IRS building in Washington D.C. (Photo: Diego M. Radzinschi/THE NATIONAL LAW JOURNAL.)

The IRS website designed to help Americans track the progress of their coronavirus relief funds went live on Wednesday, but all is not well in the world of relief benefits.

Not only is the website displaying glitches—offering error messages that say an individual’s payment status is “not available” or their information “does not match” what’s already on file with the IRS—but as NBC News reports, it will not allow some corrections to be made and kicks users out after a few attempts to correct the data, saying it’s been used “too many times” and will be unavailable for 24 hours before they can try again.

And there is no telephone help. A recording informs callers that the IRS can’t address problems due in part to short staffing.

CNBC reports that the Get My Payment tool tells users to enter information from their 2019 or 2018 tax returns, but when users tried to do that they received error messages saying that the information did not match what was in IRS records.

In addition, although those receiving Social Security, disability or survivor benefits are supposed to be receiving payouts automatically, since most have direct deposit information on file to receive their benefits, such is not always the case and there seems to be no way to fix that—nor any FAQs that address the issue.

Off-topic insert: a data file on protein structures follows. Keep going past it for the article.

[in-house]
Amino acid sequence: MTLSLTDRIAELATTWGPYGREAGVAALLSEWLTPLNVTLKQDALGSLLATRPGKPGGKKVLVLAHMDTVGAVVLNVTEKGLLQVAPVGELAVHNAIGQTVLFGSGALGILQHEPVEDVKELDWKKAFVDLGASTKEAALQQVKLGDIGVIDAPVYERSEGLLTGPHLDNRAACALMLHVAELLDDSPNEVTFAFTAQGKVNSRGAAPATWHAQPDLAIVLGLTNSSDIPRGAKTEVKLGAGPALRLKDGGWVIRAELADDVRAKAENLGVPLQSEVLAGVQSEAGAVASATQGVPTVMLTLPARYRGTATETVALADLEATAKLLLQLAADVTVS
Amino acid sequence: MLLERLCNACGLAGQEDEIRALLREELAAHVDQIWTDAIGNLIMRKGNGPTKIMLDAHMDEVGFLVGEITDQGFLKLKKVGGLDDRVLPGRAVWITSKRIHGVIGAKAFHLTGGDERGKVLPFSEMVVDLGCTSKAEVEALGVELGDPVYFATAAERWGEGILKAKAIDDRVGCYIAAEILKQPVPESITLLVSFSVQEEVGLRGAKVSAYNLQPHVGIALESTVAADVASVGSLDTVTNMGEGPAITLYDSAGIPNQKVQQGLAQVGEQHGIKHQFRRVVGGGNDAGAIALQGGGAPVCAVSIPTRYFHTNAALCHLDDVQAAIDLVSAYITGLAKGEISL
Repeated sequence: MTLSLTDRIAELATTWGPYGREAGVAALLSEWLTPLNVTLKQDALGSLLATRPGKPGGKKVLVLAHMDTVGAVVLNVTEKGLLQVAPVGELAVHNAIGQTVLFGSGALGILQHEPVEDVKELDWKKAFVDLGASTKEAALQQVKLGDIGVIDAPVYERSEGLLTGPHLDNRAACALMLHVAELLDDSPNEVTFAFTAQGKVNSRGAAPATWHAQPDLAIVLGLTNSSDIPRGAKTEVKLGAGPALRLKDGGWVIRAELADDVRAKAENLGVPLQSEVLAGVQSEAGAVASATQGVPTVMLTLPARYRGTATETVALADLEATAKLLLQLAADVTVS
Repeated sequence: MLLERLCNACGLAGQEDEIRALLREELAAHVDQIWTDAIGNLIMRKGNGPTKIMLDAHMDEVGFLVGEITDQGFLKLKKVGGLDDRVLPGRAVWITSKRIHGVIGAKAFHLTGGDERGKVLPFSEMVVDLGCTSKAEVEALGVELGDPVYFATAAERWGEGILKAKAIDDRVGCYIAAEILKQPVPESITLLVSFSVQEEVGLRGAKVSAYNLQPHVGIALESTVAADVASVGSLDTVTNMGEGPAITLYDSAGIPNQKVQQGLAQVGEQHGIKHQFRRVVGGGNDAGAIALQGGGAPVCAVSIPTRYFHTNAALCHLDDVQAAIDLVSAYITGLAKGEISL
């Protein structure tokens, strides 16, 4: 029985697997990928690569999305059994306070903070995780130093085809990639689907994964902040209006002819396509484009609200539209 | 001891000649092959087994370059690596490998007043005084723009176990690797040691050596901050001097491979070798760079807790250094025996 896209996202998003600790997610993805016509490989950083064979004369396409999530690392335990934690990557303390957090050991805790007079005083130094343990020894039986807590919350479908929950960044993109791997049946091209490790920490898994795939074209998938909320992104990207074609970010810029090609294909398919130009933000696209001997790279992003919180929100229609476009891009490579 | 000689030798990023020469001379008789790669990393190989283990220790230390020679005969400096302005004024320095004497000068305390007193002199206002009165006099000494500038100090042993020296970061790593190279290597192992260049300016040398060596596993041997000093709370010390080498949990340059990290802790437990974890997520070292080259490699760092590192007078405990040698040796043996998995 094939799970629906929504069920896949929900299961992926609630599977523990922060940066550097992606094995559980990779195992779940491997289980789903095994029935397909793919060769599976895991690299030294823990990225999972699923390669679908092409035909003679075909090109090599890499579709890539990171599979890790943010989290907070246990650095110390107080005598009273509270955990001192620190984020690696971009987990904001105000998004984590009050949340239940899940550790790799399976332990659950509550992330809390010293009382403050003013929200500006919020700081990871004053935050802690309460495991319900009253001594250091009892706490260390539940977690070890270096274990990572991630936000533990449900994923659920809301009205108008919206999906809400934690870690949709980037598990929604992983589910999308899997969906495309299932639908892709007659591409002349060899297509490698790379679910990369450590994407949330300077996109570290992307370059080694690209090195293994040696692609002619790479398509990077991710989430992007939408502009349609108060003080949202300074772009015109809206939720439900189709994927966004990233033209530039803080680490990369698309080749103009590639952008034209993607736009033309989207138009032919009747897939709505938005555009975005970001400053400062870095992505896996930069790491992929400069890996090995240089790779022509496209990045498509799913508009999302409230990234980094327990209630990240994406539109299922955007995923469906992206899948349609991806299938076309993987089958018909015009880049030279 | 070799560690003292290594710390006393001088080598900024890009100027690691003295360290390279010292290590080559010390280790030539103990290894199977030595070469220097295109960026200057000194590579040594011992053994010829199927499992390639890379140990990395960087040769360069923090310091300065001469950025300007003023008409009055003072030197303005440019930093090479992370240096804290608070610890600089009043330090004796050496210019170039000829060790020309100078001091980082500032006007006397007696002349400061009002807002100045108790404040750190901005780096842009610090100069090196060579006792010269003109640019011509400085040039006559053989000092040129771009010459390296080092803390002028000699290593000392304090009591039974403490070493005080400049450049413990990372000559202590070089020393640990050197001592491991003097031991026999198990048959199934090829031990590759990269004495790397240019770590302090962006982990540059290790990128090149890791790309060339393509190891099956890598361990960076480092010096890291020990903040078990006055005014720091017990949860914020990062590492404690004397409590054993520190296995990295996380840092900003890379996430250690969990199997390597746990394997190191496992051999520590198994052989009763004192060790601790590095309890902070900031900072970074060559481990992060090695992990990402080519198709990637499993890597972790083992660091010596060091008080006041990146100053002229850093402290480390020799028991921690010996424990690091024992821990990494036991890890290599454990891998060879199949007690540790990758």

To make matters worse, a Daily Kos report gathering multiple reader comments also says that some payments are being sent to obsolete, unknown or erroneous bank account numbers.

All this comes as conflicting stories come out about whether those who will receive checks rather than direct deposits will have to wait longer for their funds because Donald Trump’s name is being added to them—a step, according to The New York Times, that is “a break in protocol” and that The Hill reports was called “shameful” by House Speaker Nancy Pelosi because of the delay it would involve.

The Treasury Department has denied that the addition of Trump’s name to the memo line on the checks will cause any delay in sending out the benefits, but The Washington Post cited some senior IRS officials as saying that check delivery “could be slowed by a few days” due to the programming change the action required.